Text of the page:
From stunning art to drab curtains: Rating Canadian parliamentarians' Zoom rooms
'Thankfully, Canadian democracy still continues in these uncertain times,' says Chris Nardi
Canadians got a peek into the home life — and decor — of their representatives on Tuesday when MPs held their first-ever virtual sitting of Parliament via video call.
"We were getting a really deep inner look into their homes, their offices — basically every decor choice they've ever made," said Chris Nardi, the National Post's parliamentary reporter.
During the session, Nardi tweeted out critiques and reviews of MPs' working-from-home spaces. He also managed to identify some of the books on the shelves behind Prime Minister Justin Trudeau.
"I have to say virtual Parliament went better than most of us expected. It was a lot of fun to see what MPs are working with, where they're working from, how they're working," he said.
"It is kind of a reminder that they are human beings like the rest of us, doing the best in the circumstances of a pandemic. But thankfully, Canadian democracy still continues in these uncertain times."
Canadian parliamentarians aren't the only ones setting up their home offices, of course.
The Twitter page Rate My Skype Room has been commenting on everyone from news reporters to celebrities recording TV segments from the relative comfort of their homes.
Day 6 asked Nardi and Rate My Skype Room co-founder Jeddie Bahrey for their impressions of some of the spaces MPs revealed during their digital House of Commons session.
Finance Minister Bill Morneau's living room, adorned with several framed paintings, was just as striking as his high-quality suits, said Nardi.
"He has such great art that one of them is still on the easel instead of hanging, because that's just what classy people do, it seems," he said.
"It's well-lit. The fireplace works," added Bahrey.
Nardi's rating: 8 out of 10
NDP MP Daniel Blaikie made an impression with what appeared to be a white bedsheet as his backdrop.
"We actually usually call this a hostage video situation," said Bahrey.
According to Nardi, Blaikie later said the sheet was meant to replicate the large drapes seen in the House of Commons, but it was also to hide some renovation work that was currently underway.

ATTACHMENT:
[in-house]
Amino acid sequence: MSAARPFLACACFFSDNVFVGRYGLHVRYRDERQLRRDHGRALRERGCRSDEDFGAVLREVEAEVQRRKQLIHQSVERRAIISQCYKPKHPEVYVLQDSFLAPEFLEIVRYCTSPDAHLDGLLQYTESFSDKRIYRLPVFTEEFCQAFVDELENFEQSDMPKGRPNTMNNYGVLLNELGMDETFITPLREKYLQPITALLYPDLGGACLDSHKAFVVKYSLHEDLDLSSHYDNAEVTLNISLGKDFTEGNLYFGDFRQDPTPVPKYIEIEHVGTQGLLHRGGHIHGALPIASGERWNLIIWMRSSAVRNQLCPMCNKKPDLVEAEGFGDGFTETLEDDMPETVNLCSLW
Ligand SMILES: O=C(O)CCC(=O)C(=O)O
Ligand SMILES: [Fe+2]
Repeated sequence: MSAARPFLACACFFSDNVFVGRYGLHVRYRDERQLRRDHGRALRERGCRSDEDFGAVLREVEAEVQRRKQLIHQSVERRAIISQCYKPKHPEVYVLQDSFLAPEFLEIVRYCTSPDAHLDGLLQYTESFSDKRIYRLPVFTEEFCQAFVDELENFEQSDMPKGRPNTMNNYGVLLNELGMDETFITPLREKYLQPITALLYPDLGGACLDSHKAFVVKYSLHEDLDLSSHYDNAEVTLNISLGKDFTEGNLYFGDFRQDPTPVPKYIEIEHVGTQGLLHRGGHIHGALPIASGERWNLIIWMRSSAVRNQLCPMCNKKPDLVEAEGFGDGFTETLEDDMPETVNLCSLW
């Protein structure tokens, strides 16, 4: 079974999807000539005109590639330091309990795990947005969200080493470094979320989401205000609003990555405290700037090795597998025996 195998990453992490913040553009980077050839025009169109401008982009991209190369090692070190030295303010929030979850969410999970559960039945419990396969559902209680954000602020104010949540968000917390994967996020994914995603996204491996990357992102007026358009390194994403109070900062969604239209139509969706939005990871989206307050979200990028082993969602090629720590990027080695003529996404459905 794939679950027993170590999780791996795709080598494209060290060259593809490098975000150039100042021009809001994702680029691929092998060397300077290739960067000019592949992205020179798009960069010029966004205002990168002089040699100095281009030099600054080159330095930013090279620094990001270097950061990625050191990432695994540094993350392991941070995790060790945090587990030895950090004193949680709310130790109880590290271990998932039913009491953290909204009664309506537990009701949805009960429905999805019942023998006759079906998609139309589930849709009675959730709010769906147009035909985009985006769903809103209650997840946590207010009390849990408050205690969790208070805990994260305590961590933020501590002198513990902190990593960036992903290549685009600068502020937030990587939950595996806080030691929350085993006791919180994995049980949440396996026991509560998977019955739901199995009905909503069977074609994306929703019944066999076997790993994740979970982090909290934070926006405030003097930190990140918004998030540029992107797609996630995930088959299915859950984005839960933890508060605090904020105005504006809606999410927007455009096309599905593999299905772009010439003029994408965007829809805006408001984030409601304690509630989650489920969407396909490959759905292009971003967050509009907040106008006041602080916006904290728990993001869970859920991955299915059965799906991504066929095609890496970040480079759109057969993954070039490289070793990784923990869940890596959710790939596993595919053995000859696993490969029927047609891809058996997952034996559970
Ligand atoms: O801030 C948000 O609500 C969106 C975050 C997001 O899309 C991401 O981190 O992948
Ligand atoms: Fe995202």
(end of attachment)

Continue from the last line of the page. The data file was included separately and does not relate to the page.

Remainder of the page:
"It's quite, let's say, drab to see a drape that is just a bedsheet behind you."
Nardi's rating: 5 out of 10. ("Because he didn't try to hide the renovations.")
Green MP Paul Manly's all-green background, flanked by two Canadian flags on either side, is "a dangerous Pandora's box," according to Nardi.
"He's not a young millennial like I am, but everyone has to know that putting a green screen behind you is just opening up the mean potential for Photoshopped backgrounds," he said.
Nardi's rating: 3 out of 10. ("I like the risk he took.")
Bahrey had heaps of praise for Conservative MP Shannon Stubbs' "immaculate kitchen" setting.
"The turquoise cabinets are beautiful. Looks to me like it's a marble countertop, which is gorgeous. I'm going to give it a nine out of 10," she said.
"If ever you felt bad for not cleaning your kitchen during the pandemic while you're stuck at home, then … Stubbs didn't make you feel any better about it. There wasn't a speck of dust to be seen there," said Nardi.
Nardi's rating: 7.5 out of 10
Nardi and Bahrey had top marks for Innovation Minister Navdeep Bains, who sat himself in front of a large painting of a crowd of people wearing an assortment of vividly coloured turbans.
Bains himself wore a bright magenta turban for the occasion.
"I've never actually seen anything that nice," said Bahrey.
"I absolutely give this one a 30 [out of] 10," said Nardi.
Written by Jonathan Ore. Produced by Yamri Taddese.
To hear more, download our podcast or click Listen above.
To encourage thoughtful and respectful conversations, first and last names will appear with each submission to CBC/Radio-Canada's online communities (except in children and youth-oriented communities). Pseudonyms will no longer be permitted.
By submitting a comment, you accept that CBC has the right to reproduce and publish that comment in whole or in part, in any manner CBC chooses. Please note that CBC does not endorse the opinions expressed in comments. Comments on this story are moderated according to our Submission Guidelines. Comments are welcome while open. We reserve the right to close comments at any time.
Become a CBC Account Holder
Join the conversation Create account
Already have an account?